By Elizabeth Tripp Recently, after a painful breakup, I decided to make my very first vision board. I wanted to turn my heartache into an opportunity to build a better, brighter future for myself. Visualization is a powerful mental exercise and has been proven to increase motivation and confidence. I was also looking for a fun distraction; blissfully, creating my vision board took up an … Continue reading Clean Slates Call for Crafting: How to Make Your Own Vision Board
by Noelle Iati In 2004, the Delaware Nation sued the owners of over 300 acres of land in the “Forks” region of Northampton County, Pennsylvania, attempting to reclaim possession. The land, they claimed, was tribal land, obtained by Europeans through a fraudulent transaction, then granted to a Native man named Tunda “Moses” Tatamy, and then resold upon his death by Pennsylvania land speculators with no … Continue reading The Walking Purchase and the Dismissal of the Delaware Nation v. Commonwealth: Legal Institutions as Instruments of the Settler State
Historians Joan Kelly, Alice Kessler-Harris, Joan Scott, and Nell Painter, photographer Candacy Taylor, and filmmaker Mira Nair. What do these women have in common? All received funding from the National Endowment for the Humanities (NEH), a government-funded agency now more than a half-century old. Operating under the banner “Because democracy demands wisdom,” the NEH provides funds to “cultural institutions, such as museums, archives, libraries, colleges, … Continue reading For the NEH…
This past week has been a tumultuous one for many. The new President signed an executive order blocking travel into the U.S. by refugees and many immigrants, and people came out to protest this action over the weekend. The executive order has even led our own college president, Karen Lawrence, to send out a message emphasizing support for the impacted people in our college community. … Continue reading Recent Events
It’s the spring semester, and it’s time to get out your calendar again to set your second semester agenda! Re/Visionist is calling for students to get involved in the production of the Women’s History Program’s blog. Both graduate and undergraduate students of all disciplines are encouraged to participate. As our mission statement says, the blog “aims to promote a critical analysis of history and contemporary … Continue reading Write for Re/Visionist!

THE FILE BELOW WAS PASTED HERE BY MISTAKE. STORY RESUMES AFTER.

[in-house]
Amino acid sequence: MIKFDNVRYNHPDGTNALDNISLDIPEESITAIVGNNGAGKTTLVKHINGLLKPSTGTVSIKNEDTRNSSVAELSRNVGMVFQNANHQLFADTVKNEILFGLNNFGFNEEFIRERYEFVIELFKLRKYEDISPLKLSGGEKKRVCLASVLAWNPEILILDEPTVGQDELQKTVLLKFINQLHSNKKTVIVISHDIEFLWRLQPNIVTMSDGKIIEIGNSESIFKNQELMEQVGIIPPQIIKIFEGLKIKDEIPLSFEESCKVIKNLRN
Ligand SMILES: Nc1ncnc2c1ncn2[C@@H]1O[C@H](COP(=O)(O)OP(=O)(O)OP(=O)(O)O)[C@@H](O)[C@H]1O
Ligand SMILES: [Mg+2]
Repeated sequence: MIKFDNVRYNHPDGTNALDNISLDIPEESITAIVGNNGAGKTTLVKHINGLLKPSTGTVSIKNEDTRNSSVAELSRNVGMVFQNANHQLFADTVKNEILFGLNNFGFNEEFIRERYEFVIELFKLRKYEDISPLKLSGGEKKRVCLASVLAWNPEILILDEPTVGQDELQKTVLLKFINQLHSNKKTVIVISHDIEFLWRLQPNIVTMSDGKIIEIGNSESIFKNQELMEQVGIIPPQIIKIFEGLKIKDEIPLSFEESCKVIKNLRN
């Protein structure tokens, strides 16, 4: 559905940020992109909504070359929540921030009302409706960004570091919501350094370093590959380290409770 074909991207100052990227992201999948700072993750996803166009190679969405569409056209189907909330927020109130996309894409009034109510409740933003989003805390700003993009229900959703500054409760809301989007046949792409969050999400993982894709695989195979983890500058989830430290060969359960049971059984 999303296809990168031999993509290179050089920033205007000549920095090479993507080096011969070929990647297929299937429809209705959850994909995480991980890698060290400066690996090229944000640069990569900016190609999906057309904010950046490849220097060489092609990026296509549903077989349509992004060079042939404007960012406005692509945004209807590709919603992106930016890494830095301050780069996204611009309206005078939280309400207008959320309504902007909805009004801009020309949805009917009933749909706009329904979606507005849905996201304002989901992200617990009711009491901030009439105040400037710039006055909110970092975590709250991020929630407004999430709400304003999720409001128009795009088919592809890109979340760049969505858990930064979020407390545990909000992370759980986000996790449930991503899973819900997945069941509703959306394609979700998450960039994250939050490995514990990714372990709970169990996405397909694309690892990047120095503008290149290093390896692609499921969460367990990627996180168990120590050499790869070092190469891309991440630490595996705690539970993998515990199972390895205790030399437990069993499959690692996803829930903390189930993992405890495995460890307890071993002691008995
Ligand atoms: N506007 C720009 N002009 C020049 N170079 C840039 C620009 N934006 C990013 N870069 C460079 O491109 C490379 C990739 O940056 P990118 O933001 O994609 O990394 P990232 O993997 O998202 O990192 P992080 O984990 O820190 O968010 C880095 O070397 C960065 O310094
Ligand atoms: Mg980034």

Over the course of the last semester, I have spent my time researching the Equal Rights Amendment (ERA). “Equality of rights under the law shall not be denied or abridged by the United States or by any State on account of sex.” Harmless, right? Well, a lot of people, particularly Phyllis Schlafly and STOP ERA, begged to differ. Even so, before the U.S. Senate deliberated … Continue reading Using Government Docs for Women’s History
Shirley Stewart is an alumnae of the Women’s History Program at Sarah Lawrence College, and the author of The World of Stephanie St. Clair: An Entrepreneur, Race Woman and Outlaw in Early Twentieth Century Harlem. She will be coming to Sarah Lawrence on December 3rd at 5:30 in Heimbold 208. Here is a sneak peek at her research process and advice for those interested in … Continue reading An Interview with Shirley Stewart MA ’10
by Kate Amunrud Continue reading My Foundation- Thank you, Mom!
Dear Grandma, I have often wondered about the days when you were young. The days before your children. The days before you divorced your first husband. Before you fell in love with your second. The days before you sported a perfectly combed Afro. The days when you drove a tractor, plowing your grandfather’s farm. The days when you played the dozens. When I imagine you … Continue reading Finding Feminism in my Grandmother’s Georgia
Dear Kamau Nkosi, You are a silent feminist. Not a loud, verbose, self-righteous, attention-seeking, ‘all-hail-feminism’ type of feminist. You have never been the one to post soliloquies on Facebook to parade your liberalism or acceptance of gender equality. Because, for you, your actions are more important than words posted on a digital platform where sentences and ideas live only for half a second. You are … Continue reading To My Partner- Marching in Feminism